Every work of art is an attempt at communication where the author seeks to convey to his audience the essence of something that so moved him that he felt compelled to share it with the world. Where the medium of communication is photography, the language of communication used is a visual language, based on a vocabulary of visual elements (e.g. shapes, colours, tones, light and shade) and techniques (e.g. DoF, contrast, grain, foreshortening, wide-angle distortion). Just as a writer assembles words to create the effect he is trying to communicate to his readers; and the composer uses notes and sounds to create the effect he is trying to communicate to his listeners; the photographer selects and uses the visual elements and techniques at his disposal to create an image that embodies and projects the message he is trying to communicate to his viewers. Of course, it is important for the photographer to have something to say; and the skill in communication lies in his ability to convey this message clearly and unambiguously.
Some images convey their message unequivocally; while others are more nuanced; more subtly wrought. In the case of the former, reaction is usually instantaneous and universal; whereas those images in the latter category require more thought and often produce a spectrum of interpretations as the viewer’s experience bonds with that of the author to create a dialogue between the two. Where the message of the photograph is not blatantly obvious, the reputation of the photographer plays an important role. Where the photographer has an established reputation for quality images, the viewer is more likely to take time to study the image, explore its nuances, consider its depth and seek out the meaning that he is confident resides in the composition of visual elements; whereas a challenging image from a photographer with no reputation may be quickly dismissed as a “dud”. With so many images to view on Flickr, it is understandable that viewers are more receptive to images that convey their messages quickly and clearly.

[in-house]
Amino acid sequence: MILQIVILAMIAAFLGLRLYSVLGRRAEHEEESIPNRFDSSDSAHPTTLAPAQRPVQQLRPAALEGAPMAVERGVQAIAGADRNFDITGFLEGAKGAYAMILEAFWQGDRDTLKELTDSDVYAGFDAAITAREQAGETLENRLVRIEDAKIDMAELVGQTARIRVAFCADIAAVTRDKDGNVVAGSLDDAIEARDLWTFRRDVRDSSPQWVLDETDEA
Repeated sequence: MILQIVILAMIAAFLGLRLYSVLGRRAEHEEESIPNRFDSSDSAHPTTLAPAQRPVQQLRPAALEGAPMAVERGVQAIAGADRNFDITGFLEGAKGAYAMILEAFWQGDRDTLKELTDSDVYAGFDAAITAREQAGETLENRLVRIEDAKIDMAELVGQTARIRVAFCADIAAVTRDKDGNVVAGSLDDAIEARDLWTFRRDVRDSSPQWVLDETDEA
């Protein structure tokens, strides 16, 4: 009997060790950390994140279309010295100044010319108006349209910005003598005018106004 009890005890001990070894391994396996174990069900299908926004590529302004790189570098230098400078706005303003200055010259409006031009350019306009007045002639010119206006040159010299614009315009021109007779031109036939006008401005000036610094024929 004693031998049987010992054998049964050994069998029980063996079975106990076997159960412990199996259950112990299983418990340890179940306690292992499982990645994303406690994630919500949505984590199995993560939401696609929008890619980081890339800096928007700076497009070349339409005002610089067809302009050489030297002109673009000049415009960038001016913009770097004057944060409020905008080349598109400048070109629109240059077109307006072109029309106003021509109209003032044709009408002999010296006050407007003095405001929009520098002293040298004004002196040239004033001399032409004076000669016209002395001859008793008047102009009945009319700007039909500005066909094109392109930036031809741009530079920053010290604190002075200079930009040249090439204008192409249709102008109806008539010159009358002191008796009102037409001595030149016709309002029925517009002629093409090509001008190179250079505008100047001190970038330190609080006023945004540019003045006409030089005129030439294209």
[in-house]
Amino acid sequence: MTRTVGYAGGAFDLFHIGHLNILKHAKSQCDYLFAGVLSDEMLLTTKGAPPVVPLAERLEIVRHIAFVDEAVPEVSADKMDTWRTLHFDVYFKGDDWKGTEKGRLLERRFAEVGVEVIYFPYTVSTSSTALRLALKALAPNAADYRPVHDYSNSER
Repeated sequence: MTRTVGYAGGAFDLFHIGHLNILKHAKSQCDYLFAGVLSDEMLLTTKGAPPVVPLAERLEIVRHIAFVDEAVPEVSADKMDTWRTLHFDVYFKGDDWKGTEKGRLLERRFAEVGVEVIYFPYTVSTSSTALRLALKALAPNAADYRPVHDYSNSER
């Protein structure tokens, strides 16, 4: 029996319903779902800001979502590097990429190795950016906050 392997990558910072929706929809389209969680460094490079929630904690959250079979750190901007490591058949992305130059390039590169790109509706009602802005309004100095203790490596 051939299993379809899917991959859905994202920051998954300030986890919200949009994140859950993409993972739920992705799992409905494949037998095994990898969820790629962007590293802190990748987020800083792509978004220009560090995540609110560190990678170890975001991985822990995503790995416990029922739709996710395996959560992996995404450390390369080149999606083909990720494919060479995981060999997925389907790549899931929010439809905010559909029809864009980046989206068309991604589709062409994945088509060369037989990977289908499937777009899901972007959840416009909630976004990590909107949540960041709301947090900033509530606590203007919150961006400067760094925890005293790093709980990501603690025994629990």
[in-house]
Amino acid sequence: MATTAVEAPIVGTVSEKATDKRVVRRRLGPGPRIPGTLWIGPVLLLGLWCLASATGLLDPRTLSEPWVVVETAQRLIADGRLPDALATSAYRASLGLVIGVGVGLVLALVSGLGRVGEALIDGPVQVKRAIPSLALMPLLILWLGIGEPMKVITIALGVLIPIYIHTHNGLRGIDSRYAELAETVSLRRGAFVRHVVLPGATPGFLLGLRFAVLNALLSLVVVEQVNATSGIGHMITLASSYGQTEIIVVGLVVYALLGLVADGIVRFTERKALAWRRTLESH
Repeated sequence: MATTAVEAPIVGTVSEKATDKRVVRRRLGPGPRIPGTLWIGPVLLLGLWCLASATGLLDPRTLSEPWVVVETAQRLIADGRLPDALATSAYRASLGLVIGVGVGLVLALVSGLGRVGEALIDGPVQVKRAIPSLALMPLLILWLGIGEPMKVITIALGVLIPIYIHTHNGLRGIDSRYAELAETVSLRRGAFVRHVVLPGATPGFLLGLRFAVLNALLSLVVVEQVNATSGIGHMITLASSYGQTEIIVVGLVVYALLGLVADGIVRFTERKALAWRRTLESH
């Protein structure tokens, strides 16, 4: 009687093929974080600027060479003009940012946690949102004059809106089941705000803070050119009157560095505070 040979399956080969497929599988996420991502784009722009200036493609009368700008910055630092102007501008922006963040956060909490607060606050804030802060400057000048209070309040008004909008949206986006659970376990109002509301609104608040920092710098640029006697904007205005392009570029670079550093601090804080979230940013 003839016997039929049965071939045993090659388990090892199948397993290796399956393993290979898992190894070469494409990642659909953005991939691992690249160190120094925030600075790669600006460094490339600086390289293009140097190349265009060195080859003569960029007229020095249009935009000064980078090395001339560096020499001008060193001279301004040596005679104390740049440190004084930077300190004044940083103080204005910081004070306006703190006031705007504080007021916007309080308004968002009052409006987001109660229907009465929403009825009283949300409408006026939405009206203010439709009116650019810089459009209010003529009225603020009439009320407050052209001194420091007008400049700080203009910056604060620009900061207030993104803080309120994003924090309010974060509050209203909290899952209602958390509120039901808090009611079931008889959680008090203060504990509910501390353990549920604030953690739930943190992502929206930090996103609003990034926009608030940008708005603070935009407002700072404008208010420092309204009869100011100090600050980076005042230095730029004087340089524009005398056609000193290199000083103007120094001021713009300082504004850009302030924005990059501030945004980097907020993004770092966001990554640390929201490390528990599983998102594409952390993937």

Generally speaking, we photograph what appeals to us. That is why some of us specialise in landscapes while others prefer to capture people on the street and others again are more eclectic in their choice of subjects. But whatever our proclivities are, within the broad arc of our interests we are each susceptible to fluctuations of mood and maybe we seek out or are at least more sensitive to subjects or interpretations that reflect our mood at a given time. Among the comments on my [Q] shot was an observation that the image conveyed a sense of sadness and perhaps this is why I felt that it was more meaningful (to me) than the [K] shot – because there was a pervading sadness in my life at the time I captured this image. And perhaps viewers who recognised this had experienced their own sadness at some point in their lives, which the image brought to mind.
The two images that I uploaded on that day were not pictorially dramatic; did not have big stories to tell; were not the kinds of image that grab your attention in a mosaic of thumbnails. But when I saw the old woman in the alley, something told me to capture the image. I do not know this old woman’s story; but I can imagine it going something like this.
I am disappointed that this image did not provoke the reaction that I had expected. I am disappointed for myself; but I am also strangely disappointed for the unknown subject whose story I attempted, unsuccessfully, to tell. So, this is my testimonial, to all those who find themselves in lonely, deserted places.
 I have elected to use the male pronoun because English does not provide a gender-neutral pronoun and the repeated use of “his or her” is very clumsy. My use of the male pronoun, however, does not imply that the point I am making does not apply equally to female photographers.